Pranav Gopan – Artwork #4 “Untitled Fox Project”

by | Dec 8, 2019 | Artwork #4: Experience, Projects

For our final project, Daniel Shapiro and I wanted to create a game that delves into the emotions of anxiety. Our game, “Untitled Fox Project”, is a 2D platformer that lets you play as a fox trying to rescue puppies in a building. As you explore and search for puppies, there are wolves that try to torment and stop you. Touching a wolf will have you respawn at a previous checkpoint. All the while, text consistently appears at the bottom of the screen. This text is meant to represent the fox’s inner thoughts and unease. Some examples include “Why can’t I breathe…” and “I’m just not strong enough” (I’ve attached a code snippet that shows all possible texts). The fox doesn’t believe it is worthy enough to take on this rescue mission. Because of past traumatic experiences and the pressure from the wolves, the fox’s anxiety gets to it. However, as you lead the fox up the building and collect more puppies, the fox starts to become more confident. When you approach the top levels of the building, the anxiety text disappears altogether and the fox is unfazed by the wolves. At the very end, a final wolf appears, asking you for forgiveness. You have a choice between answering yes or no. Choosing either will send you to a blank screen and the game will end.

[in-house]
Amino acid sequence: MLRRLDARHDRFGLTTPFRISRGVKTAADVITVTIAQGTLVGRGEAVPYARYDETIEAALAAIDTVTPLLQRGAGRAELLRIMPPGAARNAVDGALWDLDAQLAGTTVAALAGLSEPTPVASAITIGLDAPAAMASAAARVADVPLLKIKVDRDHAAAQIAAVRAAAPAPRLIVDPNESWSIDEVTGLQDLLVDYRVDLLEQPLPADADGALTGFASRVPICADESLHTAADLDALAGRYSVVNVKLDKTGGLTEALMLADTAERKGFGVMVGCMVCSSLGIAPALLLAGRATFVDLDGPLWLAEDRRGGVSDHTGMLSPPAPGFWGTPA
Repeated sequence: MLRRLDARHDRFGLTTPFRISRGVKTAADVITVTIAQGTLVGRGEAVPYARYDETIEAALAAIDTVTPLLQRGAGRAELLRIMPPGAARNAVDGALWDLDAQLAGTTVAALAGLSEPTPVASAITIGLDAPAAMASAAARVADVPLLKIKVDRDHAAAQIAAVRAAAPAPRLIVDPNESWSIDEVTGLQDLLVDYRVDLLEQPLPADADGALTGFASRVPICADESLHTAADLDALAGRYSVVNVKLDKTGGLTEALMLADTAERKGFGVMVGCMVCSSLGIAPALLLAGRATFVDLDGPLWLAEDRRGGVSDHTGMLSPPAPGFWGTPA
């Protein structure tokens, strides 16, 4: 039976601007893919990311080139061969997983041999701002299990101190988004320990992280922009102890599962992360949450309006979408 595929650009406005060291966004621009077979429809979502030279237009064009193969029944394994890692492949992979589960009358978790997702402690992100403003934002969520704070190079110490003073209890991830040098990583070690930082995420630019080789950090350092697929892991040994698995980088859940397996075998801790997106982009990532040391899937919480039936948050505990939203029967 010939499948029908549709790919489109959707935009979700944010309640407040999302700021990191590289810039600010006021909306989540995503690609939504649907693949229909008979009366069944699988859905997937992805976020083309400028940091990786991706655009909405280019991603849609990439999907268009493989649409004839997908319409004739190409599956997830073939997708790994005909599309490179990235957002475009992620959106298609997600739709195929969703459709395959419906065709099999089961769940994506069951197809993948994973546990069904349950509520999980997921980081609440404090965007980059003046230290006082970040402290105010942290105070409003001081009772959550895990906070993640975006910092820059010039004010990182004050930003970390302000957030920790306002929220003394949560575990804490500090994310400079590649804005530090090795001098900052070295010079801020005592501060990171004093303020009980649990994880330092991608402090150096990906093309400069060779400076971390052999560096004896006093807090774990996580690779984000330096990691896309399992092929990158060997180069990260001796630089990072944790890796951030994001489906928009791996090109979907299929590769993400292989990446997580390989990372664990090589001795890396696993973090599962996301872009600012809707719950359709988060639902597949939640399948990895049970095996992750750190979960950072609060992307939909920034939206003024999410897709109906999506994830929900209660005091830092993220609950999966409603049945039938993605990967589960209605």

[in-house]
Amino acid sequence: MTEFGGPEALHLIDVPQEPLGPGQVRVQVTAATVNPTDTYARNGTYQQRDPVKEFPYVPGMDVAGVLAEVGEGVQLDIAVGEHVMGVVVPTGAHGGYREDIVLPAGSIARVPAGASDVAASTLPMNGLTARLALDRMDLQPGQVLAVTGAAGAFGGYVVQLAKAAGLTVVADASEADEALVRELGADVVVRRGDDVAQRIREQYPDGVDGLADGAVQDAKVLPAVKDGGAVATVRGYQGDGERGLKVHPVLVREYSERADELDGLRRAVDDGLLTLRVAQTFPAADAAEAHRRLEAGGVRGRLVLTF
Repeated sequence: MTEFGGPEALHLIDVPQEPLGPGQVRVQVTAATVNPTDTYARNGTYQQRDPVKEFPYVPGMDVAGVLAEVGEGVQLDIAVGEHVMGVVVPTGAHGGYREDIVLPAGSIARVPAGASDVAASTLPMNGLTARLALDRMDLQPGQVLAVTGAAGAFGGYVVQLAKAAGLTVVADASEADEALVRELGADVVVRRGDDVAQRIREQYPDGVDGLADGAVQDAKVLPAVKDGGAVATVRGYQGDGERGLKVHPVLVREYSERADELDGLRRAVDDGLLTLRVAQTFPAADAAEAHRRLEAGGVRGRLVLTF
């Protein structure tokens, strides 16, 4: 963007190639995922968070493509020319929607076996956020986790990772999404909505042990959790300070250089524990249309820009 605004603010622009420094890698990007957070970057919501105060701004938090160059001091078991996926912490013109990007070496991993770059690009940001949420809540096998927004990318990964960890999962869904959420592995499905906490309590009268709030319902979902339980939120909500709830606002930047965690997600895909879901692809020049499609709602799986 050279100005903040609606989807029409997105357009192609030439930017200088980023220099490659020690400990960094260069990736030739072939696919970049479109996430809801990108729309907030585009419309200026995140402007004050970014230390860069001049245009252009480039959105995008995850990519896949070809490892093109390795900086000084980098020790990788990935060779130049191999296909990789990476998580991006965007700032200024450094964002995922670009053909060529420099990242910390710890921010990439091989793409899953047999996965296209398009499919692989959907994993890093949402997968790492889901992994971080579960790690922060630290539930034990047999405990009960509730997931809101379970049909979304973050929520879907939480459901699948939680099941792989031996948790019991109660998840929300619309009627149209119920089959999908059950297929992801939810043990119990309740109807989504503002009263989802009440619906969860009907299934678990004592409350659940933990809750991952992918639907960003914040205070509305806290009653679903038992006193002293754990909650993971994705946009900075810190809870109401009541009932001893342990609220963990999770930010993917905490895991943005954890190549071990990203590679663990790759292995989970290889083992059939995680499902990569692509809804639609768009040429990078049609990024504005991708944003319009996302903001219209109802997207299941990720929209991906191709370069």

We wanted the wolves to represent an emotionally abusive partner. Though due to the nature of the game, they can be perceived as the fox’s inner demons as well. Some things that the wolves say are “You deserve nothing.” and “It’s all your fault.” We left some vagueness so that the player can have their own interpretation. We also left the ending open-ended. There truly is no right or wrong answer when it comes to forgiving someone who has emotionally abused you. We believe that a person has truly moved on from their pain if it longer affects their life. The blank screen is meant to represent that. We drew inspiration from our own past experiences and games that were mentioned in class. Loved and The Misadventures of P.B. Winterbottom were two in particular. The style, tone, and message of these games helped us form our own creation. The idea of going against the narrator’s demands felt inspiring. We wanted Untitled Fox Project to be a game that allowed people to step into the shoes of someone who experiences anxiety and is attempting to overcome it in a meaningful way.